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Addressing Consumer and Patients' Preferences and Needs Whole Health System of Care Improves Health and Well-Being and Reduces Opioid Use for Veterans with Chronic Pain

Bokhour BG, Gelman H, Gaj L, Thomas E, Barker A, Whittington M, Douglas J, DeFaccio R, Taylor S, Zeliadt S. Addressing Consumer and Patients' Preferences and Needs Whole Health System of Care Improves Health and Well-Being and Reduces Opioid Use for Veterans with Chronic Pain. [Abstract]. Health services research. 2020 Aug 20; 55(51):7-8.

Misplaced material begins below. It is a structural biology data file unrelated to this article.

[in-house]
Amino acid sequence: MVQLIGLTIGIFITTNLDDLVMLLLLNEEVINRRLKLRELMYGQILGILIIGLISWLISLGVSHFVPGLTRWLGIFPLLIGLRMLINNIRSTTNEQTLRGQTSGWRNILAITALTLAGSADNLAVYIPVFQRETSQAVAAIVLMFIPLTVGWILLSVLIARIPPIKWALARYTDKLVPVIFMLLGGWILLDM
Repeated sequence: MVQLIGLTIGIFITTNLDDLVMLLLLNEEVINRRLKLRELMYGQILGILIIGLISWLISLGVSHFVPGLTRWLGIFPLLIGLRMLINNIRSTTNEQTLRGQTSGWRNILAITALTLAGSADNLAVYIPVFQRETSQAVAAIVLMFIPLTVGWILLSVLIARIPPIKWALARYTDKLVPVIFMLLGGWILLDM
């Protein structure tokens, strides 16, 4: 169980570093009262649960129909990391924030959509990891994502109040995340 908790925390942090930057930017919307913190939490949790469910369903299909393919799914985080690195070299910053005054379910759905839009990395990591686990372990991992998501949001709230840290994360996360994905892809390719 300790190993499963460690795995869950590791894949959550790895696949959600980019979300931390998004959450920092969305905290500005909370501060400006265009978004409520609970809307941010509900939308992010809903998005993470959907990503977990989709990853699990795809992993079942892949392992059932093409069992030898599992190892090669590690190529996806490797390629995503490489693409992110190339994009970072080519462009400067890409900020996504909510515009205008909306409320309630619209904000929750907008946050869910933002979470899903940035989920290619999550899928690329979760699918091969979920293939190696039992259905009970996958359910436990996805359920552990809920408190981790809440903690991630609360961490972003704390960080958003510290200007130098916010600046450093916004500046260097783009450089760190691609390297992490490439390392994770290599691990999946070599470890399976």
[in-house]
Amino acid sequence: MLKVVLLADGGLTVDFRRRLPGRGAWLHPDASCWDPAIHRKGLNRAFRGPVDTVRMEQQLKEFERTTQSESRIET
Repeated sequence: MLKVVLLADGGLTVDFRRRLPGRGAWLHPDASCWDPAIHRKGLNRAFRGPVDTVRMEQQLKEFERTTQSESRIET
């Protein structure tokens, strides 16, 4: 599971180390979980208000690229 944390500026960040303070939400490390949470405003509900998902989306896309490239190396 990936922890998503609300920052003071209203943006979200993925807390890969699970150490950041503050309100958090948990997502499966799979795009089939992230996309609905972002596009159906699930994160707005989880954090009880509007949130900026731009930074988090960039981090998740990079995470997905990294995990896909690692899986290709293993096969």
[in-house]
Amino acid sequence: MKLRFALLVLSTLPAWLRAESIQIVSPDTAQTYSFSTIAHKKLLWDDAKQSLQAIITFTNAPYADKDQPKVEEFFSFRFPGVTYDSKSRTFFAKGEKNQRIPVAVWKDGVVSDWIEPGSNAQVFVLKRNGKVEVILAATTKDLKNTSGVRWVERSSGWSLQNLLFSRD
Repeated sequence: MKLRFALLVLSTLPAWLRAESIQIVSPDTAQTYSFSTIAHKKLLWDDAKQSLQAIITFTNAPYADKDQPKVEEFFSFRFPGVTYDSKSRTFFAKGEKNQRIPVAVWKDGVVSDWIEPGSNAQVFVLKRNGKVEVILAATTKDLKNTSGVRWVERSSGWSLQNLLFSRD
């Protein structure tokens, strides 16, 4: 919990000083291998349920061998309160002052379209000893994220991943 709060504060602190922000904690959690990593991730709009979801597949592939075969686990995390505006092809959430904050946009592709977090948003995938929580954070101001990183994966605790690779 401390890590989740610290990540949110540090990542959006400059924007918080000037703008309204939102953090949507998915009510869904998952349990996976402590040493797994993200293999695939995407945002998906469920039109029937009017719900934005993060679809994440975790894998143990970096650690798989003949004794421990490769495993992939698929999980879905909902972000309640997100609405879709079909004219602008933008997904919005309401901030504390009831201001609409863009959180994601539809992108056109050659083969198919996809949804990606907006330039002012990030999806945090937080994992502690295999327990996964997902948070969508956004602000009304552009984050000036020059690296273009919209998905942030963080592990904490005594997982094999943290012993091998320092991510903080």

Research Objective VHA is piloting the Whole Health System of Care (WHS) at 18 sites to shift care from a disease-focused "find-it, fix-it" model to one driven by patients' personal health goals, to foster patient self-management, and to improve well-being. As part of the Comprehensive Addiction and Recovery Act, VHA initiated a demonstration program in 18 VA Medical Centers to implement WHS. We report on its impact on Veterans. Study Design A longitudinal survey of Veterans with chronic pain at the 18 flagship medical centers. Veterans were surveyed at baseline and 6 months using 12 patient-reported outcome measures. Outcomes were compared between Veterans who did not use WHS services and Veterans with different levels of WHS service use, using standardized mean differences/Cohen's D. We conducted a longitudinal cohort analysis of Veterans who started using WHS after April 2018. This analysis compared opioid dose levels using administrative pharmacy data (quarterly morphine equivalents) for the 6-month period before using WHS to opioid levels one year later. This analysis included Veterans from the same time periods who did not use WHS services. Population Studied Survey: a random sample of Veterans with chronic musculoskeletal pain at 18 VA medical centers; we report on 3622 patients who completed baseline and 6-month surveys (response rate: 49.3% baseline; 74.2% follow-up). Administrative cohort analysis: 112 202 Veterans with chronic pain who received continuous VA care between October 2017 and March 2019 and used > 2 WHS (without WHS services prior to April 2018) or no WHS throughout the evaluation period. Principal Findings 46% of survey respondents and 5.9% of the administrative cohort used > 2 WHS services. Effect sizes for survey measures were small overall; however, those who used WHS services reported greater improvements in perceptions of care, engagement in health care and self-care, life meaning and purpose, pain, and perceived stress. Opioid use among Veterans using WHS decreased 23% compared with 11% decrease among those with no WHS use. Conclusions WHS use, especially high levels of WHS use, was positively associated with improvements in several patient-reported health and well-being outcomes. While effect sizes were small for survey measures over this 6-month period, they are promising for the future impact of VHA's WHS initiative. Administrative data identified meaningful reductions in opioid use among WHS users. Implications for Policy or Practice The use of WHS services among Veterans with chronic pain has important implications for pain management, and Veteran health and well-being. Implementing a system of care that is designed to provide these services to patients presents an opportunity to radically change the way health care is delivered and impact patients' lives and not just fix their diseases

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